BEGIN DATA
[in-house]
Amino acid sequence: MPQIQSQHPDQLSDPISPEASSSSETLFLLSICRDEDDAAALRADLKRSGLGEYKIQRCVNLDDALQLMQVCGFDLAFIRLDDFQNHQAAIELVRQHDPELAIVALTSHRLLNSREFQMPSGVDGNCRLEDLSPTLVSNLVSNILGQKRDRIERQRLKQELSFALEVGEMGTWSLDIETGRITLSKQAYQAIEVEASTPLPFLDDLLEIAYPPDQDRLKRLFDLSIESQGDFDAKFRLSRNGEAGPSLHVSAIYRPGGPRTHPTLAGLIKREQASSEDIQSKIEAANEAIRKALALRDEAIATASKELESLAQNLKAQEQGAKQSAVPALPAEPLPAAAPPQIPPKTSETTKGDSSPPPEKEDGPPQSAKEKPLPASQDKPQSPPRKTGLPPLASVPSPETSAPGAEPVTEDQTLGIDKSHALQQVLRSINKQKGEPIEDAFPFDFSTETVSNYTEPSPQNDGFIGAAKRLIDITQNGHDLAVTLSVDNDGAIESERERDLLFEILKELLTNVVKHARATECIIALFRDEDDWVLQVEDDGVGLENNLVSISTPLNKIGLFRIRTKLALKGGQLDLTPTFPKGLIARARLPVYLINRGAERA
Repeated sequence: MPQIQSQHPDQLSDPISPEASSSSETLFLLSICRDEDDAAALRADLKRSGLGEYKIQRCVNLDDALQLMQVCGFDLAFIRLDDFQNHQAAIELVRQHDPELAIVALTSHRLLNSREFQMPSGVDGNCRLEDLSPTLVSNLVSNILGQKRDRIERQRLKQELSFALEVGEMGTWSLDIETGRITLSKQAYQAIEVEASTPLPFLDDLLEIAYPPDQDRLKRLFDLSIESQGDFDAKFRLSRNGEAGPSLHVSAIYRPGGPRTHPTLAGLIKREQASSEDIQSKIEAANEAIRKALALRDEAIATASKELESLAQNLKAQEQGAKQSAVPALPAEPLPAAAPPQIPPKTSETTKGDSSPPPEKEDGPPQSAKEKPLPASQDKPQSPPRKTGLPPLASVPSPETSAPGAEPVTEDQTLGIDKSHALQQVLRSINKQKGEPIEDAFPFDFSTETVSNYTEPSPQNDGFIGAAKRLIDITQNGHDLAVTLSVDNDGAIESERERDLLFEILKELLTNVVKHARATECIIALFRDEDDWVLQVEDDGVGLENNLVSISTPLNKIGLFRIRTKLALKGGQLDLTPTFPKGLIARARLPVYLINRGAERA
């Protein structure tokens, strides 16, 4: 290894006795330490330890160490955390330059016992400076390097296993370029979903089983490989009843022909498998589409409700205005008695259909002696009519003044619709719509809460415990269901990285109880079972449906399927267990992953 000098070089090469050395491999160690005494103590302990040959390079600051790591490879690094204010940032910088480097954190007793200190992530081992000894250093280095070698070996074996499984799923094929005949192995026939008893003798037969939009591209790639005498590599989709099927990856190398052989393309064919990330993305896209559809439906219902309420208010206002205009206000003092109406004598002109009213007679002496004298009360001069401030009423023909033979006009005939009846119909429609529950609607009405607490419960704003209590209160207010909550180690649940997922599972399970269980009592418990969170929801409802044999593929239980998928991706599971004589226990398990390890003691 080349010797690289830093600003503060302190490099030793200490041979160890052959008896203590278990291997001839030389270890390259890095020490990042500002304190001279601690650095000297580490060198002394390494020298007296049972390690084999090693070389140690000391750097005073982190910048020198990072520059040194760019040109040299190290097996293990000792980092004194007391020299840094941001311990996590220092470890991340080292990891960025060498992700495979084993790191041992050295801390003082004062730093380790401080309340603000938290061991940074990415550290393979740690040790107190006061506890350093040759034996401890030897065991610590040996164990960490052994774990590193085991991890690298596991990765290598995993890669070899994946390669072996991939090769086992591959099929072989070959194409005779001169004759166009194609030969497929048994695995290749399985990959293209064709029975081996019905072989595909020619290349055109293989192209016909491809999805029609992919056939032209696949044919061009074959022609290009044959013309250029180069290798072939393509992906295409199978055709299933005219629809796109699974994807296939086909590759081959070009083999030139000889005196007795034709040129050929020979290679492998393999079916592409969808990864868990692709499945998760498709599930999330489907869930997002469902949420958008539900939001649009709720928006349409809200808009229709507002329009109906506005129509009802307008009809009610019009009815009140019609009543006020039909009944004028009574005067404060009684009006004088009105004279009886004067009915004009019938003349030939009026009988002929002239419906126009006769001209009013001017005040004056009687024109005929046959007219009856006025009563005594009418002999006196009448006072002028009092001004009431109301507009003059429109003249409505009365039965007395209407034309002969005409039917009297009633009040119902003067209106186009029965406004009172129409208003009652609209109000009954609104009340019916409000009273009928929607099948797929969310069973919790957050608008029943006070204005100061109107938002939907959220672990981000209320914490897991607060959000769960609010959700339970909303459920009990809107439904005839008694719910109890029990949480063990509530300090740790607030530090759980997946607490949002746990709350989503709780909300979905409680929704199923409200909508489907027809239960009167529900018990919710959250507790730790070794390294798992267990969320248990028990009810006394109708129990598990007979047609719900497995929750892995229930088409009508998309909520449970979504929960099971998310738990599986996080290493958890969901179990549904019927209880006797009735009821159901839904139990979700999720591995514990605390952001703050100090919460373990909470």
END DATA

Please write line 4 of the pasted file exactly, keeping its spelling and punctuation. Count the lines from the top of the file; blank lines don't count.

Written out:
């Protein structure tokens, strides 16, 4: 290894006795330490330890160490955390330059016992400076390097296993370029979903089983490989009843022909498998589409409700205005008695259909002696009519003044619709719509809460415990269901990285109880079972449906399927267990992953 000098070089090469050395491999160690005494103590302990040959390079600051790591490879690094204010940032910088480097954190007793200190992530081992000894250093280095070698070996074996499984799923094929005949192995026939008893003798037969939009591209790639005498590599989709099927990856190398052989393309064919990330993305896209559809439906219902309420208010206002205009206000003092109406004598002109009213007679002496004298009360001069401030009423023909033979006009005939009846119909429609529950609607009405607490419960704003209590209160207010909550180690649940997922599972399970269980009592418990969170929801409802044999593929239980998928991706599971004589226990398990390890003691 080349010797690289830093600003503060302190490099030793200490041979160890052959008896203590278990291997001839030389270890390259890095020490990042500002304190001279601690650095000297580490060198002394390494020298007296049972390690084999090693070389140690000391750097005073982190910048020198990072520059040194760019040109040299190290097996293990000792980092004194007391020299840094941001311990996590220092470890991340080292990891960025060498992700495979084993790191041992050295801390003082004062730093380790401080309340603000938290061991940074990415550290393979740690040790107190006061506890350093040759034996401890030897065991610590040996164990960490052994774990590193085991991890690298596991990765290598995993890669070899994946390669072996991939090769086992591959099929072989070959194409005779001169004759166009194609030969497929048994695995290749399985990959293209064709029975081996019905072989595909020619290349055109293989192209016909491809999805029609992919056939032209696949044919061009074959022609290009044959013309250029180069290798072939393509992906295409199978055709299933005219629809796109699974994807296939086909590759081959070009083999030139000889005196007795034709040129050929020979290679492998393999079916592409969808990864868990692709499945998760498709599930999330489907869930997002469902949420958008539900939001649009709720928006349409809200808009229709507002329009109906506005129509009802307008009809009610019009009815009140019609009543006020039909009944004028009574005067404060009684009006004088009105004279009886004067009915004009019938003349030939009026009988002929002239419906126009006769001209009013001017005040004056009687024109005929046959007219009856006025009563005594009418002999006196009448006072002028009092001004009431109301507009003059429109003249409505009365039965007395209407034309002969005409039917009297009633009040119902003067209106186009029965406004009172129409208003009652609209109000009954609104009340019916409000009273009928929607099948797929969310069973919790957050608008029943006070204005100061109107938002939907959220672990981000209320914490897991607060959000769960609010959700339970909303459920009990809107439904005839008694719910109890029990949480063990509530300090740790607030530090759980997946607490949002746990709350989503709780909300979905409680929704199923409200909508489907027809239960009167529900018990919710959250507790730790070794390294798992267990969320248990028990009810006394109708129990598990007979047609719900497995929750892995229930088409009508998309909520449970979504929960099971998310738990599986996080290493958890969901179990549904019927209880006797009735009821159901839904139990979700999720591995514990605390952001703050100090919460373990909470």